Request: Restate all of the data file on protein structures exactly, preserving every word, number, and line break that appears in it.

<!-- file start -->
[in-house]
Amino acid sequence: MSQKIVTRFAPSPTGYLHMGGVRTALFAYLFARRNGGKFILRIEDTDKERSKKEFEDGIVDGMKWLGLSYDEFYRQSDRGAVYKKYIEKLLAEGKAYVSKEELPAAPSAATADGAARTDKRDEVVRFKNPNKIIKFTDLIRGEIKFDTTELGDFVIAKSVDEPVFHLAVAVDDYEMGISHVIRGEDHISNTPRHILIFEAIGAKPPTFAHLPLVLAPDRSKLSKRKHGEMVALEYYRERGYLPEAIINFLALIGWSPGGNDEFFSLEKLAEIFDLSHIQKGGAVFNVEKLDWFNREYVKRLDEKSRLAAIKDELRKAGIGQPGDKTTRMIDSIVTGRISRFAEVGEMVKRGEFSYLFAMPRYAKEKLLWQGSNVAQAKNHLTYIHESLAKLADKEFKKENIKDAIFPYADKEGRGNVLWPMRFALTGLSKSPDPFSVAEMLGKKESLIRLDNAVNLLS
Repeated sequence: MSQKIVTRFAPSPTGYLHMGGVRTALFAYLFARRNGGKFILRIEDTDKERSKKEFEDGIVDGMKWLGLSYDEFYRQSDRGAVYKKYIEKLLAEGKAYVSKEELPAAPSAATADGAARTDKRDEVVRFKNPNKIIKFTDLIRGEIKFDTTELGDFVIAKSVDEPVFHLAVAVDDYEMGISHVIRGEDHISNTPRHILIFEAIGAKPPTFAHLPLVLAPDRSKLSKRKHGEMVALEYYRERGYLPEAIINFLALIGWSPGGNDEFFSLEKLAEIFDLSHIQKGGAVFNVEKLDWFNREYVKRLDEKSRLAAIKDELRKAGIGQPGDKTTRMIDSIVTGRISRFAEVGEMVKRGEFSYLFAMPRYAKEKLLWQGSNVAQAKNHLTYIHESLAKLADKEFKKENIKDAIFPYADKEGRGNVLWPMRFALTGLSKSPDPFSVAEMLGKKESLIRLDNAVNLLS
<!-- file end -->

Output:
[in-house]
Amino acid sequence: MSQKIVTRFAPSPTGYLHMGGVRTALFAYLFARRNGGKFILRIEDTDKERSKKEFEDGIVDGMKWLGLSYDEFYRQSDRGAVYKKYIEKLLAEGKAYVSKEELPAAPSAATADGAARTDKRDEVVRFKNPNKIIKFTDLIRGEIKFDTTELGDFVIAKSVDEPVFHLAVAVDDYEMGISHVIRGEDHISNTPRHILIFEAIGAKPPTFAHLPLVLAPDRSKLSKRKHGEMVALEYYRERGYLPEAIINFLALIGWSPGGNDEFFSLEKLAEIFDLSHIQKGGAVFNVEKLDWFNREYVKRLDEKSRLAAIKDELRKAGIGQPGDKTTRMIDSIVTGRISRFAEVGEMVKRGEFSYLFAMPRYAKEKLLWQGSNVAQAKNHLTYIHESLAKLADKEFKKENIKDAIFPYADKEGRGNVLWPMRFALTGLSKSPDPFSVAEMLGKKESLIRLDNAVNLLS
Repeated sequence: MSQKIVTRFAPSPTGYLHMGGVRTALFAYLFARRNGGKFILRIEDTDKERSKKEFEDGIVDGMKWLGLSYDEFYRQSDRGAVYKKYIEKLLAEGKAYVSKEELPAAPSAATADGAARTDKRDEVVRFKNPNKIIKFTDLIRGEIKFDTTELGDFVIAKSVDEPVFHLAVAVDDYEMGISHVIRGEDHISNTPRHILIFEAIGAKPPTFAHLPLVLAPDRSKLSKRKHGEMVALEYYRERGYLPEAIINFLALIGWSPGGNDEFFSLEKLAEIFDLSHIQKGGAVFNVEKLDWFNREYVKRLDEKSRLAAIKDELRKAGIGQPGDKTTRMIDSIVTGRISRFAEVGEMVKRGEFSYLFAMPRYAKEKLLWQGSNVAQAKNHLTYIHESLAKLADKEFKKENIKDAIFPYADKEGRGNVLWPMRFALTGLSKSPDPFSVAEMLGKKESLIRLDNAVNLLS